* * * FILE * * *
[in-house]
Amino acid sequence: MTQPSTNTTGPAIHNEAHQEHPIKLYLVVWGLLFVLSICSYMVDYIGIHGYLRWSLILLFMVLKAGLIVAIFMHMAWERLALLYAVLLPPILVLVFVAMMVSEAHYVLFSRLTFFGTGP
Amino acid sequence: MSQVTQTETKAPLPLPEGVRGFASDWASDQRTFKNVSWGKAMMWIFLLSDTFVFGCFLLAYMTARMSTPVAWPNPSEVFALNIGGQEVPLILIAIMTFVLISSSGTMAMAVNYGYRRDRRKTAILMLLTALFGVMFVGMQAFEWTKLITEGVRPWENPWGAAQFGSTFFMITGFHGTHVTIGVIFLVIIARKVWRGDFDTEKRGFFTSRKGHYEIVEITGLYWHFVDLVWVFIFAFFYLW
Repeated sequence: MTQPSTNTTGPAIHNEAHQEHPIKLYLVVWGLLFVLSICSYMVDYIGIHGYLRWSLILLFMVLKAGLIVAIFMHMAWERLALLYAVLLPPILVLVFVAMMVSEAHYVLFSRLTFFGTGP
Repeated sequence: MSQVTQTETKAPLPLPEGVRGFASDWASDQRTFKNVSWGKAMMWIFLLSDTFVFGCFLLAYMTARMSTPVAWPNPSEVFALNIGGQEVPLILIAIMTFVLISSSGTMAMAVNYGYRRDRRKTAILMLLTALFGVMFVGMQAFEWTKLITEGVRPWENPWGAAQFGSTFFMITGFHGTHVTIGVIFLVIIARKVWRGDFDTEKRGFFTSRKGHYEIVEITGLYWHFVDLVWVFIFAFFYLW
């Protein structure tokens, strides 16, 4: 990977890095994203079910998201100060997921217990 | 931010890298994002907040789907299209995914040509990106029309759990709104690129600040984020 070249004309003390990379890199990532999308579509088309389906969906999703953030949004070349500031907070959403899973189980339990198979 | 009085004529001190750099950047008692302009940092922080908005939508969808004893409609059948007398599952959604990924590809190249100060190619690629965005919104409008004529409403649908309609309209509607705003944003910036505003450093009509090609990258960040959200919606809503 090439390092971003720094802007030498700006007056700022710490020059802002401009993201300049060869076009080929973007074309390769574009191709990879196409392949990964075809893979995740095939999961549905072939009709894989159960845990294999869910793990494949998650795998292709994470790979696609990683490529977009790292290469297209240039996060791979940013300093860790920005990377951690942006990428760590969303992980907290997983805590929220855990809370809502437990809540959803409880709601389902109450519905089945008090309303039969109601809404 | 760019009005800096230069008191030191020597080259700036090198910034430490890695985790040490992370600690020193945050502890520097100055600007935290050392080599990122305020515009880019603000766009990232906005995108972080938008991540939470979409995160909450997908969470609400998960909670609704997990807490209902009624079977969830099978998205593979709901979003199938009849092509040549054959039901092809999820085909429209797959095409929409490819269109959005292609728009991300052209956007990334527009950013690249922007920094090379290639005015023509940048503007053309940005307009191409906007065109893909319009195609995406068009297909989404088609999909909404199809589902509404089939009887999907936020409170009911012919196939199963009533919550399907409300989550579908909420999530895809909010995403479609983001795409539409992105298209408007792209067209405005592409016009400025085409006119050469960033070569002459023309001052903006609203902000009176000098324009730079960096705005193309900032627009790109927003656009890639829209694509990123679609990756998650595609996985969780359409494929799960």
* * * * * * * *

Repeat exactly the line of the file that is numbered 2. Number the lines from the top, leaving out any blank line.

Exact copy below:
Amino acid sequence: MTQPSTNTTGPAIHNEAHQEHPIKLYLVVWGLLFVLSICSYMVDYIGIHGYLRWSLILLFMVLKAGLIVAIFMHMAWERLALLYAVLLPPILVLVFVAMMVSEAHYVLFSRLTFFGTGP